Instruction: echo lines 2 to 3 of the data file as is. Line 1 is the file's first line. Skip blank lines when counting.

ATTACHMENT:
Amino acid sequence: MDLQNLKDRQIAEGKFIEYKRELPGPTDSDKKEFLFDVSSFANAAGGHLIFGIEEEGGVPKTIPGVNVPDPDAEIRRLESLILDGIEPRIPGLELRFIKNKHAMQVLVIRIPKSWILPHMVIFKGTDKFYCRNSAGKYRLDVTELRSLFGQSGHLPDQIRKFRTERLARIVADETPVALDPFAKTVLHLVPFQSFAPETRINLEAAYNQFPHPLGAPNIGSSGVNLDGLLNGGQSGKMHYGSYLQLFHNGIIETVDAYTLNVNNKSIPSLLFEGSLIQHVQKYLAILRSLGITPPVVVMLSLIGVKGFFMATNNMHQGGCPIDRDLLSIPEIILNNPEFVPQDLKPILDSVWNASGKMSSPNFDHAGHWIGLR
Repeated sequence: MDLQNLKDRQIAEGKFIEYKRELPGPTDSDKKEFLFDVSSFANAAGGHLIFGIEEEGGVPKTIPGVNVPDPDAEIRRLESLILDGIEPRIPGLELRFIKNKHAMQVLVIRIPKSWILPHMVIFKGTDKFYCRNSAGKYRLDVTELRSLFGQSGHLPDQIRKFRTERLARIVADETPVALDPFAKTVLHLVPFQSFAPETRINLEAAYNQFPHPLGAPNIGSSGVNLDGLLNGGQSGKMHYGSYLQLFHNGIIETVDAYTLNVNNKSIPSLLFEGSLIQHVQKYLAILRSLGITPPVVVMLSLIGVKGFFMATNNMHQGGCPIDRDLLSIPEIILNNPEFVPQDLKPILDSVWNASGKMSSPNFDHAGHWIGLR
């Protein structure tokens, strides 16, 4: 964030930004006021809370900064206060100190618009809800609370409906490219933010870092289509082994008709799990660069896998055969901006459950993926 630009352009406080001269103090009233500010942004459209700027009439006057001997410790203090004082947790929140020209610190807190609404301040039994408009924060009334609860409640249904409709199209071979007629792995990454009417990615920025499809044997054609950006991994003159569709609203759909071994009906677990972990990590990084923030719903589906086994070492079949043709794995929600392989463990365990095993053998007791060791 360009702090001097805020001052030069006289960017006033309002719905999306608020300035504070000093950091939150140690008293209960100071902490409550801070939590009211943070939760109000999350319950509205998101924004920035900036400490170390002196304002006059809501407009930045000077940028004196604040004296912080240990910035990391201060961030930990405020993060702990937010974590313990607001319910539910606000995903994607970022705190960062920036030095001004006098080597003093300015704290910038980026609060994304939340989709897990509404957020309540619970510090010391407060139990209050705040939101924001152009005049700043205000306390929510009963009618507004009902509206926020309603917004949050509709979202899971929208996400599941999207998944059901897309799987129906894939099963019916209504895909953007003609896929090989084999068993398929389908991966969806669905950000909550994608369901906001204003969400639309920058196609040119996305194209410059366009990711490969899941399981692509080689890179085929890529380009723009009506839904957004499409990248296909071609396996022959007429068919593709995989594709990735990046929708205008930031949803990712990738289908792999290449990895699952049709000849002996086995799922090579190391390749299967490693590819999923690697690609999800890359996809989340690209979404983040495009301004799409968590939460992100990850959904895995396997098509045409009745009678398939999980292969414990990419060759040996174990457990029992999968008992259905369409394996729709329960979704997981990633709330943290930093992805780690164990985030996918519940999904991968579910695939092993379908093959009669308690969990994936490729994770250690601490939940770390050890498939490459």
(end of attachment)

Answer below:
Repeated sequence: MDLQNLKDRQIAEGKFIEYKRELPGPTDSDKKEFLFDVSSFANAAGGHLIFGIEEEGGVPKTIPGVNVPDPDAEIRRLESLILDGIEPRIPGLELRFIKNKHAMQVLVIRIPKSWILPHMVIFKGTDKFYCRNSAGKYRLDVTELRSLFGQSGHLPDQIRKFRTERLARIVADETPVALDPFAKTVLHLVPFQSFAPETRINLEAAYNQFPHPLGAPNIGSSGVNLDGLLNGGQSGKMHYGSYLQLFHNGIIETVDAYTLNVNNKSIPSLLFEGSLIQHVQKYLAILRSLGITPPVVVMLSLIGVKGFFMATNNMHQGGCPIDRDLLSIPEIILNNPEFVPQDLKPILDSVWNASGKMSSPNFDHAGHWIGLR
């Protein structure tokens, strides 16, 4: 964030930004006021809370900064206060100190618009809800609370409906490219933010870092289509082994008709799990660069896998055969901006459950993926 630009352009406080001269103090009233500010942004459209700027009439006057001997410790203090004082947790929140020209610190807190609404301040039994408009924060009334609860409640249904409709199209071979007629792995990454009417990615920025499809044997054609950006991994003159569709609203759909071994009906677990972990990590990084923030719903589906086994070492079949043709794995929600392989463990365990095993053998007791060791 360009702090001097805020001052030069006289960017006033309002719905999306608020300035504070000093950091939150140690008293209960100071902490409550801070939590009211943070939760109000999350319950509205998101924004920035900036400490170390002196304002006059809501407009930045000077940028004196604040004296912080240990910035990391201060961030930990405020993060702990937010974590313990607001319910539910606000995903994607970022705190960062920036030095001004006098080597003093300015704290910038980026609060994304939340989709897990509404957020309540619970510090010391407060139990209050705040939101924001152009005049700043205000306390929510009963009618507004009902509206926020309603917004949050509709979202899971929208996400599941999207998944059901897309799987129906894939099963019916209504895909953007003609896929090989084999068993398929389908991966969806669905950000909550994608369901906001204003969400639309920058196609040119996305194209410059366009990711490969899941399981692509080689890179085929890529380009723009009506839904957004499409990248296909071609396996022959007429068919593709995989594709990735990046929708205008930031949803990712990738289908792999290449990895699952049709000849002996086995799922090579190391390749299967490693590819999923690697690609999800890359996809989340690209979404983040495009301004799409968590939460992100990850959904895995396997098509045409009745009678398939999980292969414990990419060759040996174990457990029992999968008992259905369409394996729709329960979704997981990633709330943290930093992805780690164990985030996918519940999904991968579910695939092993379908093959009669308690969990994936490729994770250690601490939940770390050890498939490459």